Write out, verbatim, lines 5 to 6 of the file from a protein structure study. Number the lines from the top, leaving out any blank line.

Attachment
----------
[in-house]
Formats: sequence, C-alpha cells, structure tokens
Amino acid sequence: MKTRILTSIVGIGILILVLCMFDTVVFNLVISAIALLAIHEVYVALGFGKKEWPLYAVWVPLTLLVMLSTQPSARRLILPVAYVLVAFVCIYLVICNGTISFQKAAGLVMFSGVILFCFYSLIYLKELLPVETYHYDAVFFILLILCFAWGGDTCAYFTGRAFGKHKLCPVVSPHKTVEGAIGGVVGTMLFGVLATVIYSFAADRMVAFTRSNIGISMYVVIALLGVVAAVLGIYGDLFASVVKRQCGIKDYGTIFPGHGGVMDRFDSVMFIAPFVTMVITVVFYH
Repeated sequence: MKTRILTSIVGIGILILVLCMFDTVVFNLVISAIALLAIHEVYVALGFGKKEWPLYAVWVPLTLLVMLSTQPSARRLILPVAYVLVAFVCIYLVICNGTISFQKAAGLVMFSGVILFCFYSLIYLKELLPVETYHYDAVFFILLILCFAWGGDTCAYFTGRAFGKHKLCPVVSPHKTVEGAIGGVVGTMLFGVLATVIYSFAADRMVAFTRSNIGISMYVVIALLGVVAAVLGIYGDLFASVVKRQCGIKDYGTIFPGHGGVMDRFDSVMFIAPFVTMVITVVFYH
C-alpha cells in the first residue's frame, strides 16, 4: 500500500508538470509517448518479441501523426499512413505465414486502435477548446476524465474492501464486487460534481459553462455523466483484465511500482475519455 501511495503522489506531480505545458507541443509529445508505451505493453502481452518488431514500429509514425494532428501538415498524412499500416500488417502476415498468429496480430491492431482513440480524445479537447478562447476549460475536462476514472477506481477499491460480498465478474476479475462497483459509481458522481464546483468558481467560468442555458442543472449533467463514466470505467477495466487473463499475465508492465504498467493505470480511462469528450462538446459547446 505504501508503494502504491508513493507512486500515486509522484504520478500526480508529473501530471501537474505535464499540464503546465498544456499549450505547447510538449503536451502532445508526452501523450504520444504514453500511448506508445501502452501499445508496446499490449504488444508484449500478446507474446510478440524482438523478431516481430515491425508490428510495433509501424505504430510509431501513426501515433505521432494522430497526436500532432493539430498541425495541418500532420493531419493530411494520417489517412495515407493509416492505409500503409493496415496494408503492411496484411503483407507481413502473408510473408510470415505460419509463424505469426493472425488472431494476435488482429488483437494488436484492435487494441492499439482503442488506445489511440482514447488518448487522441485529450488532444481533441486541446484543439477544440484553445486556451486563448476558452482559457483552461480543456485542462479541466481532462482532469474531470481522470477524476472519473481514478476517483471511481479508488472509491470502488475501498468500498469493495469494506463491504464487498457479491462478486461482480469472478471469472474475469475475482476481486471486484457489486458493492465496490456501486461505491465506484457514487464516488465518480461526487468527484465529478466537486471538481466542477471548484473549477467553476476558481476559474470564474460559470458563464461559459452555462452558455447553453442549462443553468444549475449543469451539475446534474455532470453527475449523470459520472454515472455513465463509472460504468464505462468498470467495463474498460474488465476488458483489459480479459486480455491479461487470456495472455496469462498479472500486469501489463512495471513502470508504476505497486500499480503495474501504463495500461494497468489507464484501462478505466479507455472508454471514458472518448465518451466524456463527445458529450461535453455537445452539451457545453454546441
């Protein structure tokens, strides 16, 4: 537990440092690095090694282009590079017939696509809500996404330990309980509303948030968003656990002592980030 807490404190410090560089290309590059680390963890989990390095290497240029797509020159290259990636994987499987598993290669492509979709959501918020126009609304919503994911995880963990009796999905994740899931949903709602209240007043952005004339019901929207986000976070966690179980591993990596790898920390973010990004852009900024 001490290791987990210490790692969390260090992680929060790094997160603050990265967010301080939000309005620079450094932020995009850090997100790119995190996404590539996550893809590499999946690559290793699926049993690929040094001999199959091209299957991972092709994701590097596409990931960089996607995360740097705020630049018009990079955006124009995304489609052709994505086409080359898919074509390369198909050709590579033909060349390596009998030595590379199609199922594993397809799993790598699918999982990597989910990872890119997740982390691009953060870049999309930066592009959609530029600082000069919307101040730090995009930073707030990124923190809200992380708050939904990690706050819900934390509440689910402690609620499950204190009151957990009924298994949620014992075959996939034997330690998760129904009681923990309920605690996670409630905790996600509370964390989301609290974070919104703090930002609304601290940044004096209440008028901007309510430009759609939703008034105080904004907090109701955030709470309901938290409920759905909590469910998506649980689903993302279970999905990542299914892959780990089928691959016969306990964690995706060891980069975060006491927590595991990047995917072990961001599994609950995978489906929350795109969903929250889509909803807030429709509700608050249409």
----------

C-alpha cells in the first residue's frame, strides 16, 4: 500500500508538470509517448518479441501523426499512413505465414486502435477548446476524465474492501464486487460534481459553462455523466483484465511500482475519455 501511495503522489506531480505545458507541443509529445508505451505493453502481452518488431514500429509514425494532428501538415498524412499500416500488417502476415498468429496480430491492431482513440480524445479537447478562447476549460475536462476514472477506481477499491460480498465478474476479475462497483459509481458522481464546483468558481467560468442555458442543472449533467463514466470505467477495466487473463499475465508492465504498467493505470480511462469528450462538446459547446 505504501508503494502504491508513493507512486500515486509522484504520478500526480508529473501530471501537474505535464499540464503546465498544456499549450505547447510538449503536451502532445508526452501523450504520444504514453500511448506508445501502452501499445508496446499490449504488444508484449500478446507474446510478440524482438523478431516481430515491425508490428510495433509501424505504430510509431501513426501515433505521432494522430497526436500532432493539430498541425495541418500532420493531419493530411494520417489517412495515407493509416492505409500503409493496415496494408503492411496484411503483407507481413502473408510473408510470415505460419509463424505469426493472425488472431494476435488482429488483437494488436484492435487494441492499439482503442488506445489511440482514447488518448487522441485529450488532444481533441486541446484543439477544440484553445486556451486563448476558452482559457483552461480543456485542462479541466481532462482532469474531470481522470477524476472519473481514478476517483471511481479508488472509491470502488475501498468500498469493495469494506463491504464487498457479491462478486461482480469472478471469472474475469475475482476481486471486484457489486458493492465496490456501486461505491465506484457514487464516488465518480461526487468527484465529478466537486471538481466542477471548484473549477467553476476558481476559474470564474460559470458563464461559459452555462452558455447553453442549462443553468444549475449543469451539475446534474455532470453527475449523470459520472454515472455513465463509472460504468464505462468498470467495463474498460474488465476488458483489459480479459486480455491479461487470456495472455496469462498479472500486469501489463512495471513502470508504476505497486500499480503495474501504463495500461494497468489507464484501462478505466479507455472508454471514458472518448465518451466524456463527445458529450461535453455537445452539451457545453454546441
């Protein structure tokens, strides 16, 4: 537990440092690095090694282009590079017939696509809500996404330990309980509303948030968003656990002592980030 807490404190410090560089290309590059680390963890989990390095290497240029797509020159290259990636994987499987598993290669492509979709959501918020126009609304919503994911995880963990009796999905994740899931949903709602209240007043952005004339019901929207986000976070966690179980591993990596790898920390973010990004852009900024 001490290791987990210490790692969390260090992680929060790094997160603050990265967010301080939000309005620079450094932020995009850090997100790119995190996404590539996550893809590499999946690559290793699926049993690929040094001999199959091209299957991972092709994701590097596409990931960089996607995360740097705020630049018009990079955006124009995304489609052709994505086409080359898919074509390369198909050709590579033909060349390596009998030595590379199609199922594993397809799993790598699918999982990597989910990872890119997740982390691009953060870049999309930066592009959609530029600082000069919307101040730090995009930073707030990124923190809200992380708050939904990690706050819900934390509440689910402690609620499950204190009151957990009924298994949620014992075959996939034997330690998760129904009681923990309920605690996670409630905790996600509370964390989301609290974070919104703090930002609304601290940044004096209440008028901007309510430009759609939703008034105080904004907090109701955030709470309901938290409920759905909590469910998506649980689903993302279970999905990542299914892959780990089928691959016969306990964690995706060891980069975060006491927590595991990047995917072990961001599994609950995978489906929350795109969903929250889509909803807030429709509700608050249409």